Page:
What if I drank too much and got in my car and somehow by the grace of the universe, I got home safely? What if I did this many, many times, and just was lucky enough to avoid tragic consequences? Is that any more or less forgivable?

If you think I have the answers, you've come to the wrong blog.

The Kavanaugh confirmation waters are further muddied by his denial of the the claim by Christine Ford that, at a party in the early '80s, when he was 17 and she was 15, he tried to force himself on her sexually. Did it happen or did it not? It's a classic "he said, she said," but as a woman, I'm more inclined to believe her story. That's because it's a familiar story.

I'm fortunate that it didn't happen to me, but too many women I know were raped or otherwise sexually compromised during that time frame, in similar situations, where alcohol impaired judgment and unfair advantage was taken. And these women kept these atrocities secret for decades, from guilt and shame, or because they knew they wouldn't be believed, or worse, they'd be blamed. Why were they at that party, why did they dress that way, why did they drink too much, how could they put themselves in that situation?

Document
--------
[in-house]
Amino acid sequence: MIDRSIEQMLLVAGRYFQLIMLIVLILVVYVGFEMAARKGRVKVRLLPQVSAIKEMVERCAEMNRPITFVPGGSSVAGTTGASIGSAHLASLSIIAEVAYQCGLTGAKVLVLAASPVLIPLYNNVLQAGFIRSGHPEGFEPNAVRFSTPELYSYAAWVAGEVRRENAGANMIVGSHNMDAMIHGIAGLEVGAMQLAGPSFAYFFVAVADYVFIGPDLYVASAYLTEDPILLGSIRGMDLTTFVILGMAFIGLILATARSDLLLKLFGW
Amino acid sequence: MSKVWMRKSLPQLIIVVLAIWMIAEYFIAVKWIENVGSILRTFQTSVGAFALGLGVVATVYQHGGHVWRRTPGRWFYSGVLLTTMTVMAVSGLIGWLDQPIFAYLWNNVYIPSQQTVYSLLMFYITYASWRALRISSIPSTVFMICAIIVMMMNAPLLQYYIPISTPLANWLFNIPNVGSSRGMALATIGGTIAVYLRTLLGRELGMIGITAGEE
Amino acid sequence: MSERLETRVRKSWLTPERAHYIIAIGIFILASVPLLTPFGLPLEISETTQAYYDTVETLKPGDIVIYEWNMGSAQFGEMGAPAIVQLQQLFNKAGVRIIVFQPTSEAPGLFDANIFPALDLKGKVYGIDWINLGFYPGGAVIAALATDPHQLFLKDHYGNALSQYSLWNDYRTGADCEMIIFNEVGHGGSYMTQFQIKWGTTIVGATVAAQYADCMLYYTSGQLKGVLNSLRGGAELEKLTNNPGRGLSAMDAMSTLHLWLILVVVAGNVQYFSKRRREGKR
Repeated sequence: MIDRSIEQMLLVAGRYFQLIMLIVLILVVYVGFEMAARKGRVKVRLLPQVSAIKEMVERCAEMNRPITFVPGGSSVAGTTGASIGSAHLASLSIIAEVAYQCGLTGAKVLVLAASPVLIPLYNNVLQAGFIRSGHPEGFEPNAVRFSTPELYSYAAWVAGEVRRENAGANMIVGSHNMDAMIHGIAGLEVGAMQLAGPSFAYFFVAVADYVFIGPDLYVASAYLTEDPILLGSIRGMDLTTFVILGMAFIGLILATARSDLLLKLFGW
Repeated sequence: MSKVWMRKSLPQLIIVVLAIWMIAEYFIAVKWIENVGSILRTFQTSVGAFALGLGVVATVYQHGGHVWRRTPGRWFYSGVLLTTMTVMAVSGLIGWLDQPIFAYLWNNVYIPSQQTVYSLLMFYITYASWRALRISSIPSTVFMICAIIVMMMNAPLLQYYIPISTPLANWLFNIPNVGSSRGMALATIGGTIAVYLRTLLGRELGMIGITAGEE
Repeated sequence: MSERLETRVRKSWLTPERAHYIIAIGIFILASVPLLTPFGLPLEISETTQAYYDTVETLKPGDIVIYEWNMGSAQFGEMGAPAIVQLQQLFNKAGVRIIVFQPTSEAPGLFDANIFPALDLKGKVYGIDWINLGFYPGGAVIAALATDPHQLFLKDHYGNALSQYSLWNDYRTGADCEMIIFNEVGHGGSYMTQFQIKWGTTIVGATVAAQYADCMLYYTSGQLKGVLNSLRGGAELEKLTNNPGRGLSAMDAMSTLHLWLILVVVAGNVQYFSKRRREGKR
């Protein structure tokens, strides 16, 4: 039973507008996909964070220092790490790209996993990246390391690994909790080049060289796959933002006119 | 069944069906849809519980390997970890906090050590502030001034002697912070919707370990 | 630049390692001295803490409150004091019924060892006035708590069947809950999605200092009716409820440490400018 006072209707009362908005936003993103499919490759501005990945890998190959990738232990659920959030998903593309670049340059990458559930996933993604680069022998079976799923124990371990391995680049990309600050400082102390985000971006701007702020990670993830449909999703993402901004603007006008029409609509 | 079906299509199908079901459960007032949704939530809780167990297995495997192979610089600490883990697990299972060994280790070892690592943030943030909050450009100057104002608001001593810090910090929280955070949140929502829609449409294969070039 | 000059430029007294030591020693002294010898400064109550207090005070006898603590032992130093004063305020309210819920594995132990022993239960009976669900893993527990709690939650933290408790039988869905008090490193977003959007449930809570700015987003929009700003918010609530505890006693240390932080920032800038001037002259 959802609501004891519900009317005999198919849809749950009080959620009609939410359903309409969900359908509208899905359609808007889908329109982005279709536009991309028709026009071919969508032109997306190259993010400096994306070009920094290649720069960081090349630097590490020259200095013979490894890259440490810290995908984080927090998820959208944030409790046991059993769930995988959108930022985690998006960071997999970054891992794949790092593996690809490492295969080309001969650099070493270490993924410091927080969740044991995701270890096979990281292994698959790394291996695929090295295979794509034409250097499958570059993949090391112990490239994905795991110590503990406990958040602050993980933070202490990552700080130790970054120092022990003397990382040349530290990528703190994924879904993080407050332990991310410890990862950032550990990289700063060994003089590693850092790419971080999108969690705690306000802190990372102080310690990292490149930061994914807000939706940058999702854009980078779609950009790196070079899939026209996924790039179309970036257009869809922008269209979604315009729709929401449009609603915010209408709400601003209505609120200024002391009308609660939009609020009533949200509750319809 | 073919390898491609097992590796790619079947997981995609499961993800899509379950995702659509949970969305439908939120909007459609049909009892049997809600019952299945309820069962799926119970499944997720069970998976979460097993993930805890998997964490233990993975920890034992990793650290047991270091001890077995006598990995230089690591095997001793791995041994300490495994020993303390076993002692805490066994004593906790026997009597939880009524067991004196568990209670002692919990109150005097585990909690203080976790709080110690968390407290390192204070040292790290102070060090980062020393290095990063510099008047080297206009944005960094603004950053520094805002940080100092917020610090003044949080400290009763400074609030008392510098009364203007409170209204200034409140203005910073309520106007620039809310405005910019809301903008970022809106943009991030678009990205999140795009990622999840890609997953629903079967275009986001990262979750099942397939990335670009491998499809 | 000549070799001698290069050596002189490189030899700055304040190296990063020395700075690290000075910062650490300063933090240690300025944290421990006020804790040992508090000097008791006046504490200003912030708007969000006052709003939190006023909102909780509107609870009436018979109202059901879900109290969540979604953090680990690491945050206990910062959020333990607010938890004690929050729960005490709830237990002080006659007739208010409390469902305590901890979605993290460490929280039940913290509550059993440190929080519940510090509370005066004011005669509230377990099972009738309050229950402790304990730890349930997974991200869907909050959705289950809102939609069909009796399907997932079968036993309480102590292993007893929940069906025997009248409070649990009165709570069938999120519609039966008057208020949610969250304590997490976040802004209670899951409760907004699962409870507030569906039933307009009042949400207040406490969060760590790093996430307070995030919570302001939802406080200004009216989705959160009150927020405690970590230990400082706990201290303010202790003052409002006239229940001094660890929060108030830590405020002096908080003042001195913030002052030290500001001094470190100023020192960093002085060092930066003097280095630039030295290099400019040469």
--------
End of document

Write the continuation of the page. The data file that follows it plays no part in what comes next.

It's only after the years pass, when we are mature, when we've grown into confidence or just don't give a damn any more, that we finally empower ourselves to speak of these evils, to name those names, and to feel only righteous anger, without shame.

I have a friend who in her youth posed nude for pictures. She has lived in fear throughout her corporate career that these pictures will materialize to humiliate her. She has now broken her silence about it and so taken away some of the threat to being outed.